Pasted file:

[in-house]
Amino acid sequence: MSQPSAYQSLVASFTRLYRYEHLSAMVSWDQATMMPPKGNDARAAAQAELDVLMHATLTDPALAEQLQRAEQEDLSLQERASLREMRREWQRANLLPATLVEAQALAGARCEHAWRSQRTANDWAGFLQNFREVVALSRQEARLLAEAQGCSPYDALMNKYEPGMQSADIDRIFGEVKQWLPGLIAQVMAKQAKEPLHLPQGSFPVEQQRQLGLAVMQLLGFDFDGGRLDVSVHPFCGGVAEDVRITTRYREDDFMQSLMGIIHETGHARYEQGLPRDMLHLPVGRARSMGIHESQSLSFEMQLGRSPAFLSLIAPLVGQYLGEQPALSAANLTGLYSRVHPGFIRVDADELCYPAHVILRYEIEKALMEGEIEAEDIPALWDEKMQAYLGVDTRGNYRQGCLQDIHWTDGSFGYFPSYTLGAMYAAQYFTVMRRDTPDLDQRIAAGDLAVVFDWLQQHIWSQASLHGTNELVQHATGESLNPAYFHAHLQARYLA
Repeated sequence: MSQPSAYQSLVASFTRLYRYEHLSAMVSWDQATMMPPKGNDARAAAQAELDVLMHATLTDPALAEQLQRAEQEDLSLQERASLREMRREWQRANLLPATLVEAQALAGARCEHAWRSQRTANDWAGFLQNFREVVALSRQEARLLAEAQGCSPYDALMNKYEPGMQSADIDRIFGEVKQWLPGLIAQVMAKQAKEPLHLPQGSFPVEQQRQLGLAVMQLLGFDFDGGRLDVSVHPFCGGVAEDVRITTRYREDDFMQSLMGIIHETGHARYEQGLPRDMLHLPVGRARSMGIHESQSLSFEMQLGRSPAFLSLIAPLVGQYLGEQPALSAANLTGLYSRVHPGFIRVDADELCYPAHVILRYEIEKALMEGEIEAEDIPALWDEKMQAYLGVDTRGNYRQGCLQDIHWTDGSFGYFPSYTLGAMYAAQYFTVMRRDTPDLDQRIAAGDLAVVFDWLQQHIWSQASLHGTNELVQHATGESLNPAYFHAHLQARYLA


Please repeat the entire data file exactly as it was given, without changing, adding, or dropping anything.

[in-house]
Amino acid sequence: MSQPSAYQSLVASFTRLYRYEHLSAMVSWDQATMMPPKGNDARAAAQAELDVLMHATLTDPALAEQLQRAEQEDLSLQERASLREMRREWQRANLLPATLVEAQALAGARCEHAWRSQRTANDWAGFLQNFREVVALSRQEARLLAEAQGCSPYDALMNKYEPGMQSADIDRIFGEVKQWLPGLIAQVMAKQAKEPLHLPQGSFPVEQQRQLGLAVMQLLGFDFDGGRLDVSVHPFCGGVAEDVRITTRYREDDFMQSLMGIIHETGHARYEQGLPRDMLHLPVGRARSMGIHESQSLSFEMQLGRSPAFLSLIAPLVGQYLGEQPALSAANLTGLYSRVHPGFIRVDADELCYPAHVILRYEIEKALMEGEIEAEDIPALWDEKMQAYLGVDTRGNYRQGCLQDIHWTDGSFGYFPSYTLGAMYAAQYFTVMRRDTPDLDQRIAAGDLAVVFDWLQQHIWSQASLHGTNELVQHATGESLNPAYFHAHLQARYLA
Repeated sequence: MSQPSAYQSLVASFTRLYRYEHLSAMVSWDQATMMPPKGNDARAAAQAELDVLMHATLTDPALAEQLQRAEQEDLSLQERASLREMRREWQRANLLPATLVEAQALAGARCEHAWRSQRTANDWAGFLQNFREVVALSRQEARLLAEAQGCSPYDALMNKYEPGMQSADIDRIFGEVKQWLPGLIAQVMAKQAKEPLHLPQGSFPVEQQRQLGLAVMQLLGFDFDGGRLDVSVHPFCGGVAEDVRITTRYREDDFMQSLMGIIHETGHARYEQGLPRDMLHLPVGRARSMGIHESQSLSFEMQLGRSPAFLSLIAPLVGQYLGEQPALSAANLTGLYSRVHPGFIRVDADELCYPAHVILRYEIEKALMEGEIEAEDIPALWDEKMQAYLGVDTRGNYRQGCLQDIHWTDGSFGYFPSYTLGAMYAAQYFTVMRRDTPDLDQRIAAGDLAVVFDWLQQHIWSQASLHGTNELVQHATGESLNPAYFHAHLQARYLA